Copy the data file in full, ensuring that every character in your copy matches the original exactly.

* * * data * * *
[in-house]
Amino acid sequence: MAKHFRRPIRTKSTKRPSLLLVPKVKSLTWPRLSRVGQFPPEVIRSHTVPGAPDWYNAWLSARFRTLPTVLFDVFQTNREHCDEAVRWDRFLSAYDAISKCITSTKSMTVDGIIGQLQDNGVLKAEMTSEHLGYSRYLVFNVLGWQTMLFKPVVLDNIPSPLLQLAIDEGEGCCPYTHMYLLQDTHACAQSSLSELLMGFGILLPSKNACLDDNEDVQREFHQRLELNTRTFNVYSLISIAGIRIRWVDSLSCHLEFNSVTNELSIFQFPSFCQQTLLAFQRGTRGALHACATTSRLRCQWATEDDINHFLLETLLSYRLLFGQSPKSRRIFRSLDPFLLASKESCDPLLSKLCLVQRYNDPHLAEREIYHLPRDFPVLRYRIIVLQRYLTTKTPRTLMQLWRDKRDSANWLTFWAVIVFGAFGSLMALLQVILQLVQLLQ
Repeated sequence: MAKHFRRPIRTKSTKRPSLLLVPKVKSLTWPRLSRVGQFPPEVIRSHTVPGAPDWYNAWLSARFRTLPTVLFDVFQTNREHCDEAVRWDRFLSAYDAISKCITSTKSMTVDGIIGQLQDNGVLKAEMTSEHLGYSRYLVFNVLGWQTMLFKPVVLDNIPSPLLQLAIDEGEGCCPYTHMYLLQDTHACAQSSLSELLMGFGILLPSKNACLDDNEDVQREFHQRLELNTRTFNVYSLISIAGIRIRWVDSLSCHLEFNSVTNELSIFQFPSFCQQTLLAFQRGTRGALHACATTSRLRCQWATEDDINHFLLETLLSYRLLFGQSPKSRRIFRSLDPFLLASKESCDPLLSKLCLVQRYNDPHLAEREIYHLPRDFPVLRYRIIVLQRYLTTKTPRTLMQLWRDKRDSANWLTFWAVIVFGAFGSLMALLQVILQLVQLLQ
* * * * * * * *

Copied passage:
[in-house]
Amino acid sequence: MAKHFRRPIRTKSTKRPSLLLVPKVKSLTWPRLSRVGQFPPEVIRSHTVPGAPDWYNAWLSARFRTLPTVLFDVFQTNREHCDEAVRWDRFLSAYDAISKCITSTKSMTVDGIIGQLQDNGVLKAEMTSEHLGYSRYLVFNVLGWQTMLFKPVVLDNIPSPLLQLAIDEGEGCCPYTHMYLLQDTHACAQSSLSELLMGFGILLPSKNACLDDNEDVQREFHQRLELNTRTFNVYSLISIAGIRIRWVDSLSCHLEFNSVTNELSIFQFPSFCQQTLLAFQRGTRGALHACATTSRLRCQWATEDDINHFLLETLLSYRLLFGQSPKSRRIFRSLDPFLLASKESCDPLLSKLCLVQRYNDPHLAEREIYHLPRDFPVLRYRIIVLQRYLTTKTPRTLMQLWRDKRDSANWLTFWAVIVFGAFGSLMALLQVILQLVQLLQ
Repeated sequence: MAKHFRRPIRTKSTKRPSLLLVPKVKSLTWPRLSRVGQFPPEVIRSHTVPGAPDWYNAWLSARFRTLPTVLFDVFQTNREHCDEAVRWDRFLSAYDAISKCITSTKSMTVDGIIGQLQDNGVLKAEMTSEHLGYSRYLVFNVLGWQTMLFKPVVLDNIPSPLLQLAIDEGEGCCPYTHMYLLQDTHACAQSSLSELLMGFGILLPSKNACLDDNEDVQREFHQRLELNTRTFNVYSLISIAGIRIRWVDSLSCHLEFNSVTNELSIFQFPSFCQQTLLAFQRGTRGALHACATTSRLRCQWATEDDINHFLLETLLSYRLLFGQSPKSRRIFRSLDPFLLASKESCDPLLSKLCLVQRYNDPHLAEREIYHLPRDFPVLRYRIIVLQRYLTTKTPRTLMQLWRDKRDSANWLTFWAVIVFGAFGSLMALLQVILQLVQLLQ